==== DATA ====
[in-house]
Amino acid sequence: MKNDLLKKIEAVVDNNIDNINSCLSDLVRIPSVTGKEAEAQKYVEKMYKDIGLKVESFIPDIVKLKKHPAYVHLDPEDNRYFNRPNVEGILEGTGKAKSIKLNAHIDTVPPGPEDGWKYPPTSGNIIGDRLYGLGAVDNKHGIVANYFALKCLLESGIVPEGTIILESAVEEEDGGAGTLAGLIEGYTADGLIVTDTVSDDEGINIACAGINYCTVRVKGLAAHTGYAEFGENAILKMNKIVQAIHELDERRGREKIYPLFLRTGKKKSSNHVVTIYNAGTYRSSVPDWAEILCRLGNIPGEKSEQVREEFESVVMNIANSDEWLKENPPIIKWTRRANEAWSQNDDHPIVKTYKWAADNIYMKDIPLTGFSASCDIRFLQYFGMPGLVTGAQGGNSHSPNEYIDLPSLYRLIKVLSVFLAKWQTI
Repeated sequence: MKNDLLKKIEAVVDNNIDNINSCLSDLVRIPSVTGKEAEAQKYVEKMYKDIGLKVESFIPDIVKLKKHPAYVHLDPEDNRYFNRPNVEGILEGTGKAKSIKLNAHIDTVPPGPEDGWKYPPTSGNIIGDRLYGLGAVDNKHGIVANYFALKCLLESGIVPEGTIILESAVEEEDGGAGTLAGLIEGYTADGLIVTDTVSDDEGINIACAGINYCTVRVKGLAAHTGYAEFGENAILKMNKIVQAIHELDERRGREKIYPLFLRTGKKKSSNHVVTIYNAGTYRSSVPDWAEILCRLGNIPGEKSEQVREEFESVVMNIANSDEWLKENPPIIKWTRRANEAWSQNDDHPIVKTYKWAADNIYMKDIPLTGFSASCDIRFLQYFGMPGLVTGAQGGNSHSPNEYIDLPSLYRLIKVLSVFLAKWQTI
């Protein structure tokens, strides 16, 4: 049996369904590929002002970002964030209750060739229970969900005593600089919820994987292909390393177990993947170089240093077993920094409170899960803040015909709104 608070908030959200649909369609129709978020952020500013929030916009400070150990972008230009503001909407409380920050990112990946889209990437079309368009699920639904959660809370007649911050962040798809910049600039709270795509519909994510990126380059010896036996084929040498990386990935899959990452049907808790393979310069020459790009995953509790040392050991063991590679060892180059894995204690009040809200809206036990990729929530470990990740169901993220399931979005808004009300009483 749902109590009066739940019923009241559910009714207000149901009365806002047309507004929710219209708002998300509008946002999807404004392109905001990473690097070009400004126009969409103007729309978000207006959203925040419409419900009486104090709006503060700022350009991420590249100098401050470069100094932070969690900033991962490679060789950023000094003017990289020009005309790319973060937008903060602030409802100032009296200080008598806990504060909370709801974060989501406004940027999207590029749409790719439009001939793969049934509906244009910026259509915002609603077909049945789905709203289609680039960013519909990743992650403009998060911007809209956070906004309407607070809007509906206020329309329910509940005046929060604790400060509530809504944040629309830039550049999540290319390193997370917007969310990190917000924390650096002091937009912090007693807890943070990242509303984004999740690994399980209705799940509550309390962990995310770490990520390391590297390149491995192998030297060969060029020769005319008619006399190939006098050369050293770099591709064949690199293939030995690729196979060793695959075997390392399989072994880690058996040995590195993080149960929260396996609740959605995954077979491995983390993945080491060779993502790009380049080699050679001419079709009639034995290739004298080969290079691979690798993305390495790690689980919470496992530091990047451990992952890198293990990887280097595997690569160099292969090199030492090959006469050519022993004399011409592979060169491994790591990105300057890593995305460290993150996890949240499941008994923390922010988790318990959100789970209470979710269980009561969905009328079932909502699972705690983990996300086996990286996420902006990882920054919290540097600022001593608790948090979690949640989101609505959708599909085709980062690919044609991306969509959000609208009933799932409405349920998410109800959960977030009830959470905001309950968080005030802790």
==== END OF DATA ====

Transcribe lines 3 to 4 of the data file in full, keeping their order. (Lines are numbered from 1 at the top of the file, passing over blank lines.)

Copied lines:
Repeated sequence: MKNDLLKKIEAVVDNNIDNINSCLSDLVRIPSVTGKEAEAQKYVEKMYKDIGLKVESFIPDIVKLKKHPAYVHLDPEDNRYFNRPNVEGILEGTGKAKSIKLNAHIDTVPPGPEDGWKYPPTSGNIIGDRLYGLGAVDNKHGIVANYFALKCLLESGIVPEGTIILESAVEEEDGGAGTLAGLIEGYTADGLIVTDTVSDDEGINIACAGINYCTVRVKGLAAHTGYAEFGENAILKMNKIVQAIHELDERRGREKIYPLFLRTGKKKSSNHVVTIYNAGTYRSSVPDWAEILCRLGNIPGEKSEQVREEFESVVMNIANSDEWLKENPPIIKWTRRANEAWSQNDDHPIVKTYKWAADNIYMKDIPLTGFSASCDIRFLQYFGMPGLVTGAQGGNSHSPNEYIDLPSLYRLIKVLSVFLAKWQTI
């Protein structure tokens, strides 16, 4: 049996369904590929002002970002964030209750060739229970969900005593600089919820994987292909390393177990993947170089240093077993920094409170899960803040015909709104 608070908030959200649909369609129709978020952020500013929030916009400070150990972008230009503001909407409380920050990112990946889209990437079309368009699920639904959660809370007649911050962040798809910049600039709270795509519909994510990126380059010896036996084929040498990386990935899959990452049907808790393979310069020459790009995953509790040392050991063991590679060892180059894995204690009040809200809206036990990729929530470990990740169901993220399931979005808004009300009483 749902109590009066739940019923009241559910009714207000149901009365806002047309507004929710219209708002998300509008946002999807404004392109905001990473690097070009400004126009969409103007729309978000207006959203925040419409419900009486104090709006503060700022350009991420590249100098401050470069100094932070969690900033991962490679060789950023000094003017990289020009005309790319973060937008903060602030409802100032009296200080008598806990504060909370709801974060989501406004940027999207590029749409790719439009001939793969049934509906244009910026259509915002609603077909049945789905709203289609680039960013519909990743992650403009998060911007809209956070906004309407607070809007509906206020329309329910509940005046929060604790400060509530809504944040629309830039550049999540290319390193997370917007969310990190917000924390650096002091937009912090007693807890943070990242509303984004999740690994399980209705799940509550309390962990995310770490990520390391590297390149491995192998030297060969060029020769005319008619006399190939006098050369050293770099591709064949690199293939030995690729196979060793695959075997390392399989072994880690058996040995590195993080149960929260396996609740959605995954077979491995983390993945080491060779993502790009380049080699050679001419079709009639034995290739004298080969290079691979690798993305390495790690689980919470496992530091990047451990992952890198293990990887280097595997690569160099292969090199030492090959006469050519022993004399011409592979060169491994790591990105300057890593995305460290993150996890949240499941008994923390922010988790318990959100789970209470979710269980009561969905009328079932909502699972705690983990996300086996990286996420902006990882920054919290540097600022001593608790948090979690949640989101609505959708599909085709980062690919044609991306969509959000609208009933799932409405349920998410109800959960977030009830959470905001309950968080005030802790």